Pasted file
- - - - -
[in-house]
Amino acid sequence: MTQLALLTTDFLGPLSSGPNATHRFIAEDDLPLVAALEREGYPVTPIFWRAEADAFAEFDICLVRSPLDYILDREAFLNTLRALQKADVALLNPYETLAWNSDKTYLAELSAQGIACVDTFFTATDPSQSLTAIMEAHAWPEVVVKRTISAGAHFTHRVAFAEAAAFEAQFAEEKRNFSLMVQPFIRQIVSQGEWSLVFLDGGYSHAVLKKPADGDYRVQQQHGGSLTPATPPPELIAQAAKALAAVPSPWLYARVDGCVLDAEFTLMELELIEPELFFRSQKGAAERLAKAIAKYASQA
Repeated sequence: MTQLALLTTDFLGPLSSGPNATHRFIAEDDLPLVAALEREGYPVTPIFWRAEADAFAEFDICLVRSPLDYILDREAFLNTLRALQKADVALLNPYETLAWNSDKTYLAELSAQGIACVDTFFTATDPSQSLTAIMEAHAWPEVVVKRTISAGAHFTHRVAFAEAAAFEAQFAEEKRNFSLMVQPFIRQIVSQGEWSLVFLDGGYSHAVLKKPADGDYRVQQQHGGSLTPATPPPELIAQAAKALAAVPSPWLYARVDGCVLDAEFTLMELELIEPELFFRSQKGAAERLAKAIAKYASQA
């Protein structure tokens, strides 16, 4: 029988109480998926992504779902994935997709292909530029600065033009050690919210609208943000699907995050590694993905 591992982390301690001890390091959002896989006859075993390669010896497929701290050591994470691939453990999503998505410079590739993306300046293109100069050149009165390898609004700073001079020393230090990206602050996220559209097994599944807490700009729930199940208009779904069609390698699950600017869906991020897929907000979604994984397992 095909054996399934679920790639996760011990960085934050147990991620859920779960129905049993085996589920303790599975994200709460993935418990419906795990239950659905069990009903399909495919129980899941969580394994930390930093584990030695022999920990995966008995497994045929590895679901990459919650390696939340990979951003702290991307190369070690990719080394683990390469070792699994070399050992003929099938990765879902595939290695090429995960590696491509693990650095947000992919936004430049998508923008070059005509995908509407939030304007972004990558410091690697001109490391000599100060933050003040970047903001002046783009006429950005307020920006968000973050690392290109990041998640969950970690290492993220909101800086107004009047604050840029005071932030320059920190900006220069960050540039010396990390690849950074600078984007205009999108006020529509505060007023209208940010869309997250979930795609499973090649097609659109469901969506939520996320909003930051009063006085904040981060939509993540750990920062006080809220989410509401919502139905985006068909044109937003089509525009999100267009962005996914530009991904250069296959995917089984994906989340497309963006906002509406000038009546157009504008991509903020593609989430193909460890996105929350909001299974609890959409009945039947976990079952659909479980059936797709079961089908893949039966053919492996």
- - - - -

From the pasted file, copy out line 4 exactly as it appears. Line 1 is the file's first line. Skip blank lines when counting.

């Protein structure tokens, strides 16, 4: 029988109480998926992504779902994935997709292909530029600065033009050690919210609208943000699907995050590694993905 591992982390301690001890390091959002896989006859075993390669010896497929701290050591994470691939453990999503998505410079590739993306300046293109100069050149009165390898609004700073001079020393230090990206602050996220559209097994599944807490700009729930199940208009779904069609390698699950600017869906991020897929907000979604994984397992 095909054996399934679920790639996760011990960085934050147990991620859920779960129905049993085996589920303790599975994200709460993935418990419906795990239950659905069990009903399909495919129980899941969580394994930390930093584990030695022999920990995966008995497994045929590895679901990459919650390696939340990979951003702290991307190369070690990719080394683990390469070792699994070399050992003929099938990765879902595939290695090429995960590696491509693990650095947000992919936004430049998508923008070059005509995908509407939030304007972004990558410091690697001109490391000599100060933050003040970047903001002046783009006429950005307020920006968000973050690392290109990041998640969950970690290492993220909101800086107004009047604050840029005071932030320059920190900006220069960050540039010396990390690849950074600078984007205009999108006020529509505060007023209208940010869309997250979930795609499973090649097609659109469901969506939520996320909003930051009063006085904040981060939509993540750990920062006080809220989410509401919502139905985006068909044109937003089509525009999100267009962005996914530009991904250069296959995917089984994906989340497309963006906002509406000038009546157009504008991509903020593609989430193909460890996105929350909001299974609890959409009945039947976990079952659909479980059936797709079961089908893949039966053919492996």